e. Denial of Fair Public Trial

The constitution provides for an independent judiciary, and the government generally respected judicial independence and impartiality.

Due to substantial delays and a backlog of cases in the justice system, the courts did not bring some minors to trial until they reached age 18. In such cases the defendants were tried as minors.

In July, Ramiro de la Rosa was sentenced to three years’ imprisonment for the possession of an unlicensed firearm. De la Rosa, his wife, and two children were at home when police officers, without a court warrant, conducted a search of their residence and found the unlicensed firearm that belonged to his father-in-law, who had died a few days before, in the attic. To avoid his wife being charged, De la Rosa pled guilty to the offense, but instead of being granted bail per standard practice, he was immediately sentenced to prison. De la Rosa was not afforded adequate time and facilities to prepare a defense prior to sentencing. After applying for a stay of execution through an attorney, De la Rosa was released pending the outcome of his appeal.

Trial Procedures

The law provides for the right to a fair and public trial, and an independent judiciary generally enforced this right, although delays in holding trials occurred.

The law stipulates trials by judge alone (without a jury) are mandatory in cases involving charges of murder, attempted murder, abetment of murder, and conspiracy to commit murder. Government officials stated the law protects jurors from retribution. Other serious crimes are heard by a Supreme Court judge with a jury. For lesser crimes, a magistrate generally issues decisions and judgments without a jury after deliberating on the arguments presented by the prosecution and defense.

Defendants enjoy a presumption of innocence. The defendant has the right to be informed promptly of the charges against them and to be present at the trial. If defendants are under the influence of drugs or alcohol, or if there are language barriers, they are informed of the reason of arrest at the earliest possible opportunity. Defendants have the right to defense by counsel and appeal, but the prosecution may apply for the trial to proceed if a defendant skips bail or does not appear in court.

There is no requirement for defendants to have legal representation except in cases involving murder. The Supreme Court’s registrar is responsible for appointing an attorney to act on behalf of indigent defendants charged with murder. In lesser cases the court does not provide an attorney to defendants, and defendants sometimes represent themselves. The Legal Advice and Services Center, staffed by three attorneys, can provide legal services and representation for a range of civil and criminal cases, including domestic violence and other criminal cases up to and including attempted murder. These legal aid services were overstretched and did not reach rural areas or districts. Defendants are entitled to adequate time and facilities to prepare a defense. Defendants can request an adjournment. The court provides Spanish, Mandarin, or Hindi interpreters for defendants upon request. Defendants may not be compelled to testify against themselves or confess guilt.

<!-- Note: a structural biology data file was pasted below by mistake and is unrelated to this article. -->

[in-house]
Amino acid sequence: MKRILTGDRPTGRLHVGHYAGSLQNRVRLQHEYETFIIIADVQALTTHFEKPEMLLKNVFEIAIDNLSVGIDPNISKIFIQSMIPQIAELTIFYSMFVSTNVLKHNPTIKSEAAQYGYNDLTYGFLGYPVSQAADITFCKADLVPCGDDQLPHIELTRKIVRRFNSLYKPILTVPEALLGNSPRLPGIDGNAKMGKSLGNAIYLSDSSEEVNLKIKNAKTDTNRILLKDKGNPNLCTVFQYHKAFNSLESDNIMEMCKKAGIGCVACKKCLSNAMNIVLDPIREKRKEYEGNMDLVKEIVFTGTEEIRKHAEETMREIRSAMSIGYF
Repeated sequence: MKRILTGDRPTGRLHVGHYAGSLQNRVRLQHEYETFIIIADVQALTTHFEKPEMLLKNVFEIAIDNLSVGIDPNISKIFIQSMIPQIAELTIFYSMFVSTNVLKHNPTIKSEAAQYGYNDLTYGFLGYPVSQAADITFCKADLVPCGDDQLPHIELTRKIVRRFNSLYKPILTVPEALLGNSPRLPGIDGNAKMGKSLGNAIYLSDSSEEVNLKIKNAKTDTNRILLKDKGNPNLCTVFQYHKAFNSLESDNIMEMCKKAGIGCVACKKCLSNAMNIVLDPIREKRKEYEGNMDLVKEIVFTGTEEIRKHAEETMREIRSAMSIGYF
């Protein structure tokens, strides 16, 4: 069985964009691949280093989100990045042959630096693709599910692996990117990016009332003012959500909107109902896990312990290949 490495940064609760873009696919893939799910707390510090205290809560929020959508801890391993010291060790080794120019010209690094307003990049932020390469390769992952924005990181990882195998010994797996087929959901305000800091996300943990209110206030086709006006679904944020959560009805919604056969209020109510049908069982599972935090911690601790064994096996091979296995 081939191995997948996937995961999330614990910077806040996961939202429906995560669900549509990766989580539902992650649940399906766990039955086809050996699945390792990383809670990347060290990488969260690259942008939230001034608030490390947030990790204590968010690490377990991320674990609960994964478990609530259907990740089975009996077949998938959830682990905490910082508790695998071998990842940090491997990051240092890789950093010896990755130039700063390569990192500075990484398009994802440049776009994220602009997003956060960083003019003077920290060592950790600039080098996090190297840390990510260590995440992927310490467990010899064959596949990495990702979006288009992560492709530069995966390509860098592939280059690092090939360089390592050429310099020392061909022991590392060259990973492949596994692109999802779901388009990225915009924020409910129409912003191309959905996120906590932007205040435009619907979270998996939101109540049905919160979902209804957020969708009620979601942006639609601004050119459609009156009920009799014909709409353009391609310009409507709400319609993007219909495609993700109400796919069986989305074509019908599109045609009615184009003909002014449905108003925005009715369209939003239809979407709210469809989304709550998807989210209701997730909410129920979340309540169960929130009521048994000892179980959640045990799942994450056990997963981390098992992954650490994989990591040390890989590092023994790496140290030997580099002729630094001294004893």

The law allows defendants to confront and question witnesses against them and present witnesses on their behalf. Witnesses may submit written statements into evidence in place of court appearances. Defendants have the right to produce evidence in their defense and examine evidence held by the opposing party or the court.

Political Prisoners and Detainees

There were no reports of political prisoners or detainees.

Civil Judicial Procedures and Remedies

Individuals and organizations may seek civil remedies for human rights violations through domestic courts, including the Supreme Court. Litigants may appeal cases to the Caribbean Court of Justice, the region’s highest appellate court. Individuals may also present petitions to the Inter-American Commission on Human Rights.

f. Arbitrary or Unlawful Interference with Privacy, Family, Home, or Correspondence

The constitution prohibits such actions, but there were reports that the government sometimes failed to respect these prohibitions (see section 1.e.).

Section 2. Respect for Civil Liberties

a. Freedom of Expression, Including for Members of the Press and Other Media